Film Review: ‘Her Smell’ Is A Rock & Roll Nightmare

Film Review: 'Wild Rose'
Tom Harper's 'Wild Rose' is a moving musical with a country twist.

Alex Ross Perry’s Her Smell is a pungent little film that wrinkles your nose like a fart in an elevator. Which is the biggest compliment I can give it. The director gives you a front row seat to a woman’s self-destruction, making you as uncomfortable as the characters that orbit around her. Addiction is ugly. Mental illness is confronting. Her Smell has the courage to present both without a filter. It wouldn’t work, however, if the walking, talking disaster at the center of the film wasn’t utterly magnetic. And Becky Something (Elisabeth Moss in an awards-worthy performance) is certainly that.

Her Smell begins with a flashback in the form of a home movie. Something She, a trio of female rockers, is at the top of the heap. Their music is selling, they just inked a major label deal and the women can barely wipe the smiles off their face as they realize that they are living the dream. The next time we catch up with the band, however, things have changed. Drastically. Years have passed and Something She is now playing in smaller venues and slowly coming apart at the seams. The issue is Becky’s free fall into the abyss due to rampant drug use.

In one of the more memorable introductions to a character in 2019, Becky finishes a gig and proceeds to terrorize everyone backstage. When she’s not hurling shrill abuse at her manager, ex-husband and fellow bandmates, she’s trying to complete a cleansing ritual with the shaman she has tucked away in her dressing room. In less competent hands, this could have veered into Spinal Tap territory. In Perry’s, however, it’s a terrifying spectacle. Becky is a nuclear weapon waiting to be detonated and there’s a palpable sense that it could happen at any minute.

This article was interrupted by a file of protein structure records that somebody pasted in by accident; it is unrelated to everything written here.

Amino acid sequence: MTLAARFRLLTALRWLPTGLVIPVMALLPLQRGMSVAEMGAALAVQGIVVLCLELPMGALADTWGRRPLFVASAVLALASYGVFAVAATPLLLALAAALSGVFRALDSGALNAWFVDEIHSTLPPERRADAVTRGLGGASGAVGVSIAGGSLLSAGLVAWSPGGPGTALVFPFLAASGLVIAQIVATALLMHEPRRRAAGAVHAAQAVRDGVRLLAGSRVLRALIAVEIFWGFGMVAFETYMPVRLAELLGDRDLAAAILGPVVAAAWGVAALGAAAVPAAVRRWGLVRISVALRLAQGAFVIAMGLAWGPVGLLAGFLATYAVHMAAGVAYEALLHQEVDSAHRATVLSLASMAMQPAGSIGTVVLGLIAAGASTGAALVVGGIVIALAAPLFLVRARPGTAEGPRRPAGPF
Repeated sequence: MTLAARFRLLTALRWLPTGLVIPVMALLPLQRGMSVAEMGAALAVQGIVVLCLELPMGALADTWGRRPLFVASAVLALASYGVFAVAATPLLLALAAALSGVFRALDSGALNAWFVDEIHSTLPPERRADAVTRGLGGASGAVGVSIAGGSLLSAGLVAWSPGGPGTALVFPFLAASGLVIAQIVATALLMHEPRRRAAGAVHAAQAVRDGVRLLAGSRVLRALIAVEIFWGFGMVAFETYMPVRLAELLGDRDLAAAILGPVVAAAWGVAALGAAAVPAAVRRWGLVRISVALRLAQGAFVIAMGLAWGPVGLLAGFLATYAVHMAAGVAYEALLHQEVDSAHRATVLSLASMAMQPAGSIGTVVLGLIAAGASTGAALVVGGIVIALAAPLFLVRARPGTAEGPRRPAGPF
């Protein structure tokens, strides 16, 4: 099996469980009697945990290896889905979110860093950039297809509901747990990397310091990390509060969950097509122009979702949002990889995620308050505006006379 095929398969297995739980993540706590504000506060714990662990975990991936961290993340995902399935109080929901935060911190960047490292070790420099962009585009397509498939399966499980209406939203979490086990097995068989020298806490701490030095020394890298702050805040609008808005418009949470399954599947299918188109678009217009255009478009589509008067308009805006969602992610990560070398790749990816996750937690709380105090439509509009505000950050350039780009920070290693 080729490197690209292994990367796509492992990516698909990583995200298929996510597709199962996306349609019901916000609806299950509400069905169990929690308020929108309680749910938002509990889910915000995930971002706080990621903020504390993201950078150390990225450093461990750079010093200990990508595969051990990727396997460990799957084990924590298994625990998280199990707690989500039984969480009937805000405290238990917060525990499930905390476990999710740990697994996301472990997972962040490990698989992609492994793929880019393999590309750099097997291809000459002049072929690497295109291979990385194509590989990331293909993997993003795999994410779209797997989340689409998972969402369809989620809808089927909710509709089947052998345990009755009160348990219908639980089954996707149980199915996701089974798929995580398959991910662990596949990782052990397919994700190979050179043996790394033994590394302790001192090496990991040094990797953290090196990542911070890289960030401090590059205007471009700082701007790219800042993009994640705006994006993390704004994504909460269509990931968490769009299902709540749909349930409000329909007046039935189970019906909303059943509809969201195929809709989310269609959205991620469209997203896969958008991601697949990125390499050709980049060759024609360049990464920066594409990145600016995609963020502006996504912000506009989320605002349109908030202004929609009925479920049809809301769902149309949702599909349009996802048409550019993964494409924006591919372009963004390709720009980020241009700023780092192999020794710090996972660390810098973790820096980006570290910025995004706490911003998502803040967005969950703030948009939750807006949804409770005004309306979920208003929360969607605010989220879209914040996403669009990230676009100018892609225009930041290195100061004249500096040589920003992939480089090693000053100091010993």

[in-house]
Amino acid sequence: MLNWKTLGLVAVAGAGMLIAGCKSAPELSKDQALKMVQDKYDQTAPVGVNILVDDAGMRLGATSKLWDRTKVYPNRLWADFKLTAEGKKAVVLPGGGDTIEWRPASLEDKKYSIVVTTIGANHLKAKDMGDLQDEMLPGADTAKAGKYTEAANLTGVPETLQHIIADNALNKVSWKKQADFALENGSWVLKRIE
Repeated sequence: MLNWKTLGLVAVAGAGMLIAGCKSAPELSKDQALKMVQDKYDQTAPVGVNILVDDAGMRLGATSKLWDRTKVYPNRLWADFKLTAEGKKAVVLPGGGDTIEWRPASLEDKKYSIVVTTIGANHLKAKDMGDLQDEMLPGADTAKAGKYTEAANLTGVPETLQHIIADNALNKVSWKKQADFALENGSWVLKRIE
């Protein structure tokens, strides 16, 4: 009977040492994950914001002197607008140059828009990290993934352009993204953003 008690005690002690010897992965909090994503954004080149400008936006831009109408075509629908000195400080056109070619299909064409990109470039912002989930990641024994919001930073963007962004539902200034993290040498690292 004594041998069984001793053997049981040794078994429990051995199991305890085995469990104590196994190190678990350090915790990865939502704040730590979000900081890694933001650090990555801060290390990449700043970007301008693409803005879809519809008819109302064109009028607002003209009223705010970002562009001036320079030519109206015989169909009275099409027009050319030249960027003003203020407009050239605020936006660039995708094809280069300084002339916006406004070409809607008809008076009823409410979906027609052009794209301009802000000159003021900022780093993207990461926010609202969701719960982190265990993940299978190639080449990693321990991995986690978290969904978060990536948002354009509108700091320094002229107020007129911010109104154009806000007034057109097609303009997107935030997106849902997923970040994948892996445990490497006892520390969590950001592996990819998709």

Moss deserves endless praise for bringing Becky to life. She doesn’t worry about making her likable. The front woman is presented as a self-involved monster, who ignores her child, uses people and generally spreads nastiness with each breath. Moss approaches the character with the same gravitas as Lady Macbeth (there is something almost Shakespearean about her rambling monologues). The actor isn’t afraid to be a villain and is wise enough not to ask or expect any sympathy. However, the patience and care of those around her suggests that she, at least at one point, deserved it.

While Becky is the diseased heart of Her Smell, the band and the era (the date is never specified but it reeks of the ’90s) is made real by those around her. There are her bandmates Marielle, also an addict, and Ali (played a scene-stealing Gayle Rankin), who keeps Something She together through sheer force of will. Their explosive dynamic adds another layer to the film, and you know the bitter end is nigh when Becky alienates them out of the group, one foul act at a time. The studio scene where she axes them and basically cannibalizes another band is brutal.

And then we reach rock bottom, which isn’t glamorous or bad ass. It’s messy and embarrassing and deeply human. The final act of the film is about redemption. But instead of giving us a Rocky-like moment of triumph, it settles for something a lot less dramatic. Survival. Which makes the incredibly tense final moments all the more rewarding and believable. Her Smell was in and out of theaters in a matter of weeks, but it ranks as one of the best films of the year. It’s available to buy, rent and download now.

Score: 4.5/5

Did you love the movie? Let us know below, or by hitting us up on Facebook and Twitter!